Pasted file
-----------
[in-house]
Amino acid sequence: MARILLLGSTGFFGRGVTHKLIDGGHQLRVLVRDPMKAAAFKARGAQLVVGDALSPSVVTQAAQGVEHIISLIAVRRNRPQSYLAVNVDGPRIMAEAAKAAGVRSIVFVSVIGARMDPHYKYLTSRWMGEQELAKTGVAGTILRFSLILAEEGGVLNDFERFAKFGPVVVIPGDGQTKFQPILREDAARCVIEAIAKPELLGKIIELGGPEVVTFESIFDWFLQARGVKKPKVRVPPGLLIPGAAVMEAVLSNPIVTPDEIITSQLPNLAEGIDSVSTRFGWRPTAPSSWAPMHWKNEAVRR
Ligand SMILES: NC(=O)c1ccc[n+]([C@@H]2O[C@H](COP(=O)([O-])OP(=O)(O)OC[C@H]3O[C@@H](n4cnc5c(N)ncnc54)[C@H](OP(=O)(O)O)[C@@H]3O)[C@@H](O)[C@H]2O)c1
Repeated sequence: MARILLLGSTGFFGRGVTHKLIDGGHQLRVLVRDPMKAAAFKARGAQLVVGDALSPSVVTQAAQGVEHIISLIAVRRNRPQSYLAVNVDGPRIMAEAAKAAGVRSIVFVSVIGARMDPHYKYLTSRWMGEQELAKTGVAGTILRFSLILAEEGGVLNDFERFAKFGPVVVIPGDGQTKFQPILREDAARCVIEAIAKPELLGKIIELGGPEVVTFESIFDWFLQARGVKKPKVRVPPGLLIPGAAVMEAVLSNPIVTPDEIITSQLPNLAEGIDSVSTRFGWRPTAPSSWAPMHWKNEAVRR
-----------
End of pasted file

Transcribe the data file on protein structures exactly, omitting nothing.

[in-house]
Amino acid sequence: MARILLLGSTGFFGRGVTHKLIDGGHQLRVLVRDPMKAAAFKARGAQLVVGDALSPSVVTQAAQGVEHIISLIAVRRNRPQSYLAVNVDGPRIMAEAAKAAGVRSIVFVSVIGARMDPHYKYLTSRWMGEQELAKTGVAGTILRFSLILAEEGGVLNDFERFAKFGPVVVIPGDGQTKFQPILREDAARCVIEAIAKPELLGKIIELGGPEVVTFESIFDWFLQARGVKKPKVRVPPGLLIPGAAVMEAVLSNPIVTPDEIITSQLPNLAEGIDSVSTRFGWRPTAPSSWAPMHWKNEAVRR
Ligand SMILES: NC(=O)c1ccc[n+]([C@@H]2O[C@H](COP(=O)([O-])OP(=O)(O)OC[C@H]3O[C@@H](n4cnc5c(N)ncnc54)[C@H](OP(=O)(O)O)[C@@H]3O)[C@@H](O)[C@H]2O)c1
Repeated sequence: MARILLLGSTGFFGRGVTHKLIDGGHQLRVLVRDPMKAAAFKARGAQLVVGDALSPSVVTQAAQGVEHIISLIAVRRNRPQSYLAVNVDGPRIMAEAAKAAGVRSIVFVSVIGARMDPHYKYLTSRWMGEQELAKTGVAGTILRFSLILAEEGGVLNDFERFAKFGPVVVIPGDGQTKFQPILREDAARCVIEAIAKPELLGKIIELGGPEVVTFESIFDWFLQARGVKKPKVRVPPGLLIPGAAVMEAVLSNPIVTPDEIITSQLPNLAEGIDSVSTRFGWRPTAPSSWAPMHWKNEAVRR